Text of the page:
03 June 2023

Steinmetz on the Launch Pad

One week from today, I'll have the honour of interviewing Andrew Steinmetz at the Ottawa launch of Because, his sixth book.

I've known Andrew since we were young pups. We met at Montreal's Station 10. This would've been in the latter half of 1985. Andrew spent much of the evening onstage as a member of Weather Permitting. I'm pretty sure he sang this song: 

Described by publisher Véhicule Press as a "punk-rock novel about teenage daydreams and sibling dynamics," Because draws inspiration from those younger days.

Or am I wrong?  

Let's find out together!

22 May 2023

Petticoat Discipline, Please

The Tempestuous Petticoat [A Chicago Princess]
Robert Barr
London: Collins, [1908]
200 pages

Proper Englishman Rupert Tremorne serves as protagonist and narrator. If he is to be believed – I see no reason why not – Tremorne once held a good position in the diplomatic service, only to resign after receiving an inheritance of £100,000 (roughly £9.9 million today). Ten months later, he lost the entire fortune to an unscrupulous American businessman. 

The Tempestuous Petticoat opens in Nagasaki, where Tremorne had hoped to revive his career. Sadly, his best efforts failed. The reader finds him heavily indebted to Yansan, the sort of patient, polite landlord found only in fiction. The two are discussing their relationship when Tremorne spots a yacht and announces that his "ship has come in." Here I note that yachts aren't ships. In any case, a vessel sails into Nagasaki's harbour, and Tremorne's life is forever changed.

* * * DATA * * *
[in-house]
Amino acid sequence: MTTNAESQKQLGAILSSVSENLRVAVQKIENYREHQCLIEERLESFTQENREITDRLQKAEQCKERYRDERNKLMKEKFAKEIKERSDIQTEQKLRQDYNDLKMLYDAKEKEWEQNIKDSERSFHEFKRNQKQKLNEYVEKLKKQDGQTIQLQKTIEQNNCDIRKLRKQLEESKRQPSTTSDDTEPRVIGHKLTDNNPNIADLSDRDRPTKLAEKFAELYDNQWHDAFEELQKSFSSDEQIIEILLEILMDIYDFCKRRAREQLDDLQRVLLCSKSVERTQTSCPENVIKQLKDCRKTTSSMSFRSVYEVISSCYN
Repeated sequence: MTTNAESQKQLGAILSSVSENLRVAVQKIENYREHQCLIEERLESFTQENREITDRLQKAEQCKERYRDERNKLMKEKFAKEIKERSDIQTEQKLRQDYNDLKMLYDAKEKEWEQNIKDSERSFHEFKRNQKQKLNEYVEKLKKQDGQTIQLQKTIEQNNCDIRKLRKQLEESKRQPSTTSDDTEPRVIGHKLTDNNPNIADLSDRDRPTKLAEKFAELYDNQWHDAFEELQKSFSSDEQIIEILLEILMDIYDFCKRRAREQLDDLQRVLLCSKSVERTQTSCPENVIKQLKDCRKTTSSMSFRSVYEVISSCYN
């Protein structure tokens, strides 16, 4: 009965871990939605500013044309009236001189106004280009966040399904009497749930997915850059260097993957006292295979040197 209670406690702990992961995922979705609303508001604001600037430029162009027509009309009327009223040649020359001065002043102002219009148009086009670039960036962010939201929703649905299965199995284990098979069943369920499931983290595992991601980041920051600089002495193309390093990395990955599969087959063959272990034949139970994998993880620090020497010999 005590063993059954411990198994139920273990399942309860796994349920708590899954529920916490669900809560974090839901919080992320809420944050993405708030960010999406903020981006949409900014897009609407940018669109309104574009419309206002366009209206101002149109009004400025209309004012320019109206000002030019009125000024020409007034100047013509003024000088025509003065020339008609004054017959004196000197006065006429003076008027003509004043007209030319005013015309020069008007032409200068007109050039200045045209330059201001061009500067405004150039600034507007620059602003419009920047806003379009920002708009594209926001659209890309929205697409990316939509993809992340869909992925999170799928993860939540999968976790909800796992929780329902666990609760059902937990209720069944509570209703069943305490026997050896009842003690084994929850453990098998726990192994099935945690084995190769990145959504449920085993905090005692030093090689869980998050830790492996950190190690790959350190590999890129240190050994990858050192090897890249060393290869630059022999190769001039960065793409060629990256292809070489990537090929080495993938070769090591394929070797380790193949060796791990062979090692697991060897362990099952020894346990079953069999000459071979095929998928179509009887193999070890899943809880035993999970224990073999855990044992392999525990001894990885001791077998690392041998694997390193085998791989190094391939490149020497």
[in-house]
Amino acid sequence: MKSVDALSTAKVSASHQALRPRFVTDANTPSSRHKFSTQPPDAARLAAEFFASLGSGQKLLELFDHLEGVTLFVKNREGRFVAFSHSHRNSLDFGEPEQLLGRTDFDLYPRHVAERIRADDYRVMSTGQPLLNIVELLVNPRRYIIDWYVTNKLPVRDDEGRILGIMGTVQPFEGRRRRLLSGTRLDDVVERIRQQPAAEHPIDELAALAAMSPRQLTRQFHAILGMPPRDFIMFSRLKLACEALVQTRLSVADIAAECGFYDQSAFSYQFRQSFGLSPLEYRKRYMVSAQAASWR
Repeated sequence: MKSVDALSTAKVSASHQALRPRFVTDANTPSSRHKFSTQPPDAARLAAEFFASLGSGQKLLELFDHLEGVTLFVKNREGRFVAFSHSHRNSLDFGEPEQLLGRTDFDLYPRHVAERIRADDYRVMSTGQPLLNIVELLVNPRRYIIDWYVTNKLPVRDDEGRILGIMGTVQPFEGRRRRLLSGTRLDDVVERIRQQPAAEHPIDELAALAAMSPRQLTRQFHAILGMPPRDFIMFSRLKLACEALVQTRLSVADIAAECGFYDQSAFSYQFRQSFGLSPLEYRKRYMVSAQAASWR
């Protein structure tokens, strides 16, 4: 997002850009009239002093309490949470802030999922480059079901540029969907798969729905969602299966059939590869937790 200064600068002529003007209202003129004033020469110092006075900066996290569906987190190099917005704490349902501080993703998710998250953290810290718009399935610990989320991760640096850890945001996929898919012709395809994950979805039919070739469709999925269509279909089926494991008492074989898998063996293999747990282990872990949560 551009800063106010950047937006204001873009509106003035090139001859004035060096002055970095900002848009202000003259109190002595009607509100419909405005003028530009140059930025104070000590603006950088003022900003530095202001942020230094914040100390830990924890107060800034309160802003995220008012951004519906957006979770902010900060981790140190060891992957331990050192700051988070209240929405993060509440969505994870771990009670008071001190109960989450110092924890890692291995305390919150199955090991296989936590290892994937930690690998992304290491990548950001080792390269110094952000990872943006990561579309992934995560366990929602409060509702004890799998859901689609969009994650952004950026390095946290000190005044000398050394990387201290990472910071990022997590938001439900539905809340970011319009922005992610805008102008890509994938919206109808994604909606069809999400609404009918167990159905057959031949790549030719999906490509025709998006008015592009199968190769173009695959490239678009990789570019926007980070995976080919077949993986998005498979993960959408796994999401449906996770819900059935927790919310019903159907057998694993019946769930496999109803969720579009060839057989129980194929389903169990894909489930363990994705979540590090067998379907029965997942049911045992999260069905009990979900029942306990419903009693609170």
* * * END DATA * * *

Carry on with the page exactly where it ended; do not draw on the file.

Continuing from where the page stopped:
The yacht belongs to Chicago industrialist and investor Silas K. Hemster. Tremorne climbs its rope ladder, makes for its owner, and begins selling himself as a jack of all trades. This does not impress. “You spread yourself out too thin, my son," says Hemster. "A man who can do everything can do nothing. We specialise in our country. I hire men who can do only one thing, and do that thing better than anybody else.”

Recognizing Tremorne's true talents, Hemster makes him his personal secretary. The Englishman's first task is to accompany gorgeous Gertrude Hemster, his new employer's sole heir, on a tour of Nagasaki's finest shops. The two get along famously, particularly after Gertrude learns that Tremorne has met with the Emperor of Japan. Unfortunately, she takes this to mean that her father's new hire and the Mikado are fast friends.

How to explain this misunderstanding? Wishful thinking perhaps?

At twenty-one – "every one says I don't look more than seventeen" – Gertrude has enjoyed a great many privileges: exclusive schools, the best hotels, and the finest restaurants. She has met British lords, French counts, German barons, and Italian princes, but as Hemster explains:

"Gertie got tired of them, and, as she is an ambitious girl and a real lady, she determined to strike higher, and so, when we bought this yacht and came abroad again, she determined to go in for Kings, so I’ve been on a King hunt I ever since, and to tell the truth it has cost me a lot of money, and I don’t like it. Not that I mind the money if it resulted in anything, but it hasn’t resulted in anything; that is, it hasn’t amounted to much."